Wendy Cope knows not one, but two cures for love. They’re simple and direct – as is her poetry. An award winning English poet, Wendy’s verse has been variously described as wry, insightful and laugh-out-loud funny. In her first collection, ‘Making Cocoa for Kingsley Amis’ (1986) she parodied the likes of T.S Eliot (who knew The Wasteland could work so well as a limerick?) and Sir Philip Sydney with great success. When a critic described her humorous approach as ‘both her strength and her limitation,’ she responded:
“Write to amuse? What an appalling suggestion! I write to make people anxious and miserable and to worsen their indigestion”.
The lines were included in her second collection – ‘Serious Concerns’ (1992). A third – ‘If I Don’t Know’ – was published in 2001. Her most recent book is ‘Two Cures for Love: Selected Poems 1979-2006’. She has edited and contributed to several anthologies. Her favourite to date remains ‘Heaven on Earth: 101 happy poems’ - “working on that anthology made me happy,” says Wendy simply.
Wendy will be in Sri Lanka for the 2010 Galle Literary Festival. She says that among other things, she’s looking forward to sunshine in January and to meeting her readers here.
What are you reading now?
I’m reading “War and Peace” for the second time. The first time was about 30 years ago. When I judged the Booker Prize in 2007, I had to read a number of historical novels, some better than others. In some cases there was too much history and not enough novel, or the research wasn’t well integrated into the story. It made me want to remind myself how Tolstoy did it.
Are you enjoying it?
To say I am enjoying it is an understatement. It is wonderfully readable and I am awed by Tolstoy’s insight into just about every aspect of human life.
Where do you like to read?
In bed or in one of my super-comfortable armchairs (one in the living-room, another in my study). I allow myself to read books of poems in the daytime, because it counts as work, but I save novels and non-fiction for evenings, holidays and train journeys.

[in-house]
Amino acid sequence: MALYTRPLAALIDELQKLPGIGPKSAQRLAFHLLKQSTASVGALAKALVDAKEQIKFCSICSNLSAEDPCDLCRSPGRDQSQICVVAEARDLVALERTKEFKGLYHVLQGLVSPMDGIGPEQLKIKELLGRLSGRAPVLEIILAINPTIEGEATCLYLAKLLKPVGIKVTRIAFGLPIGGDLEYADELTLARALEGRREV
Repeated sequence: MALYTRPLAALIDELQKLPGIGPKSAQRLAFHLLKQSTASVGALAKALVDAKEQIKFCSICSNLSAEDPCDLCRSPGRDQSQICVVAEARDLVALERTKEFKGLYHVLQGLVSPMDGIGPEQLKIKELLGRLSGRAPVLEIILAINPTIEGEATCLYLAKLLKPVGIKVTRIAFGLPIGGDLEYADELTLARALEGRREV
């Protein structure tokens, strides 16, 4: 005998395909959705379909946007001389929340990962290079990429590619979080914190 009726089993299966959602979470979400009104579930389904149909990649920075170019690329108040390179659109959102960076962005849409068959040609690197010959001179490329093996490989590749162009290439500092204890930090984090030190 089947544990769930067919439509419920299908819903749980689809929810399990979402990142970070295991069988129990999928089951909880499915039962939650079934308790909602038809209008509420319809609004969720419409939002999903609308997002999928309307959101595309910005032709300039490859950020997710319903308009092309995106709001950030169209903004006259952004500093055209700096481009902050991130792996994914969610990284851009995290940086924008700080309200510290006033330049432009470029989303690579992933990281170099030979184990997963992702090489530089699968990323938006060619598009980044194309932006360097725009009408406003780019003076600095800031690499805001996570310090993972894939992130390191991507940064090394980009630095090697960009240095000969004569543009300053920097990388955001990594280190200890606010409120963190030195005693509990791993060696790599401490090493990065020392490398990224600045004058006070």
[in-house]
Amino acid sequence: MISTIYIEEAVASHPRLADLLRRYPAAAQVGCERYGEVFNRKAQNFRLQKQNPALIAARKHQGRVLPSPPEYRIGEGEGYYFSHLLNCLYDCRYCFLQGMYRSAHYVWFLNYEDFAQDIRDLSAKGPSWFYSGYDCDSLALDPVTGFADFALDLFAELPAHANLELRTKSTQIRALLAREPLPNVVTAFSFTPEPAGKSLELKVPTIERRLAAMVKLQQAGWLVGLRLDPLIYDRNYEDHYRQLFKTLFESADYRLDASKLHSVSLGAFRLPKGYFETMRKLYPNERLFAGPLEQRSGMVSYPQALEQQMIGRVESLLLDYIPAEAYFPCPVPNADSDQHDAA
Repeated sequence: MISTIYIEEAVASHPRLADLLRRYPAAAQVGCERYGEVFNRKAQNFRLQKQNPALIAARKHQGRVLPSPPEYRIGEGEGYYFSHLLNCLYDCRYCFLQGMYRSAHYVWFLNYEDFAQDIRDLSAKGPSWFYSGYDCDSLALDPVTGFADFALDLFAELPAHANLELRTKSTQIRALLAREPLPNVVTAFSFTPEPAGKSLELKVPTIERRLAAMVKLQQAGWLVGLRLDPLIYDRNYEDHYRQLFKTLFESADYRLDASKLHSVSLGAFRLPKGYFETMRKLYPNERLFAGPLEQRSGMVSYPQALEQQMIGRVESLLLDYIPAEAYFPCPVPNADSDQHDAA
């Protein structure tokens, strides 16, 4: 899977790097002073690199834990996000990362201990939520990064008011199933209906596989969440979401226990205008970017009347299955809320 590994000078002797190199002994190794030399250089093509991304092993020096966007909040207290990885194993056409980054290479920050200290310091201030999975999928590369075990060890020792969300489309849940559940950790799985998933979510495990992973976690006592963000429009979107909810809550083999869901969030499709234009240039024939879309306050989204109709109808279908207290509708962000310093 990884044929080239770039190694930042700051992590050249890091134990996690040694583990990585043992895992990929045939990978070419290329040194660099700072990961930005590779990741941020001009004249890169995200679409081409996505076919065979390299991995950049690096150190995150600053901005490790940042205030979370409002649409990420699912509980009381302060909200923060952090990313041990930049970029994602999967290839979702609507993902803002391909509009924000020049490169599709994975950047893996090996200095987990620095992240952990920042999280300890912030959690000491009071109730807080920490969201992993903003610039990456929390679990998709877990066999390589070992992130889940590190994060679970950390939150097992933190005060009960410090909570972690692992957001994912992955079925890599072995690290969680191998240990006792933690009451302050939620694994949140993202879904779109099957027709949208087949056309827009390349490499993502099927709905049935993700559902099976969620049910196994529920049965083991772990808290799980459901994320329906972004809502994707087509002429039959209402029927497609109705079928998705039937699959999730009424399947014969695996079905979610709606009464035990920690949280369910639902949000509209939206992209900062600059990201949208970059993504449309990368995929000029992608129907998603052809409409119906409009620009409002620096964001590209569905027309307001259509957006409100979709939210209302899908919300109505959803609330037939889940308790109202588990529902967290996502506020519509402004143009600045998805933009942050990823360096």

Who was the first poet to find a place on your bookshelf? Who is the most recent?
I suppose the first poets on my bookshelf were the ones I did at school, including Keats, Wordsworth and Milton. And Shakespeare, of course. T.S.Eliot, Ted Hughes and Sylvia Plath were among the first poets I read when I began buying poetry books for myself. The most recent addition is “Small Hours” by my partner Lachlan Mackinnon. It will be published by Faber and Faber January 21. It’s a wonderful book and I recommend it to all your readers.
Do you have a favourite collection of poetry? How is a fine poem best savoured?
Favourite collection: The Collected Poems of A.E.Housman. I much prefer reading poems to myself to hearing them read aloud. I do sometimes read them aloud to myself. Many of my favourite poems make me cry, if I read them aloud. This can be a problem if I’m asked to read a favourite poem on the radio or some public occasion.
Verse novels – from The Golden Gate to Omeros – seem such ambitious undertakings. Have you ever wanted to attempt one?
Is there one that you would consider a particularly fine example of the form?
I love “The Golden Gate”. The idea of a long novel in verse sounded boring but it isn’t boring at all. A wonderful achievement. That’s one fine example. Another is Pushkin’s “Eugene Onegin”. I recommend Charles Johnston’s English translation (which inspired Vikram Seth to write “The Golden Gate”.) I’ve written a couple of longish narrative poems (“The River Girl” and “The Teacher’s Tale”) but I’m unlikely to write a whole novel in verse.
Young readers are sometimes intimidated by poetry that seems obscure and stuffy – could you recommend two poets young adults might enjoy reading?
It’s a difficult question because young adults vary so much. When my stepson was in his late teens I gave him a selection of the poems of Robert Frost. He still reads poetry, so it evidently didn’t put him off. Fleur Adcock, Julie O’Callaghan and Jackie Kay all write accessible poems that might well be enjoyed by young people.
Your poetry is often described as humorous and witty – is there another poet you admire for the same qualities?
Kit Wright, Sophie Hannah, the American poet R.S.Gwynn, and my dear friend and mentor, the late Gavin Ewart. His work was out of print but Faber have recently reissued it in their print-on-demand list, Faber Finds. And, from past generations, Ogden Nash, Dorothy Parker, W.S.Gilbert and Byron.